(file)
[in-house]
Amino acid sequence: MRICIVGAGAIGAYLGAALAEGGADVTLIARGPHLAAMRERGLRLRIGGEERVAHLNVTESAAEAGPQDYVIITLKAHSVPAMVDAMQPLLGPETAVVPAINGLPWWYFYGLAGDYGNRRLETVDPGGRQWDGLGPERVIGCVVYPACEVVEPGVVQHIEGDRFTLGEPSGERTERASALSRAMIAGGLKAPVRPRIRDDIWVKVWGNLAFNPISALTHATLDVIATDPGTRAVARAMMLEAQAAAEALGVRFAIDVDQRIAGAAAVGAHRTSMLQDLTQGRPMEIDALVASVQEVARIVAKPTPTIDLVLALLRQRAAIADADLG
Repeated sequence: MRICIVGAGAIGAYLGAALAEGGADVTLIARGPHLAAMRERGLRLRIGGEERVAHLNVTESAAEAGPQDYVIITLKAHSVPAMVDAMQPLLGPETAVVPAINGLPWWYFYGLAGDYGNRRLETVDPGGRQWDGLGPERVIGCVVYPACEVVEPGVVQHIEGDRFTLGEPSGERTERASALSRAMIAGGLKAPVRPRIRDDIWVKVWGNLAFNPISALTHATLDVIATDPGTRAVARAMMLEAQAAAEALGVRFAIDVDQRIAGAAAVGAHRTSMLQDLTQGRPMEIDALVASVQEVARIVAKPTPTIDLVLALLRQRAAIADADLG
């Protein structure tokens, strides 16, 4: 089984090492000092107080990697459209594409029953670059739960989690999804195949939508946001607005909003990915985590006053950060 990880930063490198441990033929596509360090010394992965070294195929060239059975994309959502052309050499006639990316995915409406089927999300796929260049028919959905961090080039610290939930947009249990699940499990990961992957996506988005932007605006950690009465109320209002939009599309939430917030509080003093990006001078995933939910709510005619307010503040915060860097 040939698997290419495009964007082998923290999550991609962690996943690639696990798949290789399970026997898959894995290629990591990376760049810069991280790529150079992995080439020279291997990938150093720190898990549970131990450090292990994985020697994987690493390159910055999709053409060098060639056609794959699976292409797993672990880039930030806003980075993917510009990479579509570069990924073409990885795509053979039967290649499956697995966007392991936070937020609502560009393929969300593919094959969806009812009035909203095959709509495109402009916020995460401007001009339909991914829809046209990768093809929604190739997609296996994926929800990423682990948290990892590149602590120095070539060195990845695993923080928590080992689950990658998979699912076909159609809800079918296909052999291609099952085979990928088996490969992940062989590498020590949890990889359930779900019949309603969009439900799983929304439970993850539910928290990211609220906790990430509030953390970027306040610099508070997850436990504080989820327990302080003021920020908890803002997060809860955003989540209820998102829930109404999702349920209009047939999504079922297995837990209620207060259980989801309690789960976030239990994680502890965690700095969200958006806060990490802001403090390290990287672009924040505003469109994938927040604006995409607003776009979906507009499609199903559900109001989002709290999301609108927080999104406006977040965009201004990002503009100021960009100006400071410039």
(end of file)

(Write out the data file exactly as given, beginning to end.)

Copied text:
[in-house]
Amino acid sequence: MRICIVGAGAIGAYLGAALAEGGADVTLIARGPHLAAMRERGLRLRIGGEERVAHLNVTESAAEAGPQDYVIITLKAHSVPAMVDAMQPLLGPETAVVPAINGLPWWYFYGLAGDYGNRRLETVDPGGRQWDGLGPERVIGCVVYPACEVVEPGVVQHIEGDRFTLGEPSGERTERASALSRAMIAGGLKAPVRPRIRDDIWVKVWGNLAFNPISALTHATLDVIATDPGTRAVARAMMLEAQAAAEALGVRFAIDVDQRIAGAAAVGAHRTSMLQDLTQGRPMEIDALVASVQEVARIVAKPTPTIDLVLALLRQRAAIADADLG
Repeated sequence: MRICIVGAGAIGAYLGAALAEGGADVTLIARGPHLAAMRERGLRLRIGGEERVAHLNVTESAAEAGPQDYVIITLKAHSVPAMVDAMQPLLGPETAVVPAINGLPWWYFYGLAGDYGNRRLETVDPGGRQWDGLGPERVIGCVVYPACEVVEPGVVQHIEGDRFTLGEPSGERTERASALSRAMIAGGLKAPVRPRIRDDIWVKVWGNLAFNPISALTHATLDVIATDPGTRAVARAMMLEAQAAAEALGVRFAIDVDQRIAGAAAVGAHRTSMLQDLTQGRPMEIDALVASVQEVARIVAKPTPTIDLVLALLRQRAAIADADLG
């Protein structure tokens, strides 16, 4: 089984090492000092107080990697459209594409029953670059739960989690999804195949939508946001607005909003990915985590006053950060 990880930063490198441990033929596509360090010394992965070294195929060239059975994309959502052309050499006639990316995915409406089927999300796929260049028919959905961090080039610290939930947009249990699940499990990961992957996506988005932007605006950690009465109320209002939009599309939430917030509080003093990006001078995933939910709510005619307010503040915060860097 040939698997290419495009964007082998923290999550991609962690996943690639696990798949290789399970026997898959894995290629990591990376760049810069991280790529150079992995080439020279291997990938150093720190898990549970131990450090292990994985020697994987690493390159910055999709053409060098060639056609794959699976292409797993672990880039930030806003980075993917510009990479579509570069990924073409990885795509053979039967290649499956697995966007392991936070937020609502560009393929969300593919094959969806009812009035909203095959709509495109402009916020995460401007001009339909991914829809046209990768093809929604190739997609296996994926929800990423682990948290990892590149602590120095070539060195990845695993923080928590080992689950990658998979699912076909159609809800079918296909052999291609099952085979990928088996490969992940062989590498020590949890990889359930779900019949309603969009439900799983929304439970993850539910928290990211609220906790990430509030953390970027306040610099508070997850436990504080989820327990302080003021920020908890803002997060809860955003989540209820998102829930109404999702349920209009047939999504079922297995837990209620207060259980989801309690789960976030239990994680502890965690700095969200958006806060990490802001403090390290990287672009924040505003469109994938927040604006995409607003776009979906507009499609199903559900109001989002709290999301609108927080999104406006977040965009201004990002503009100021960009100006400071410039």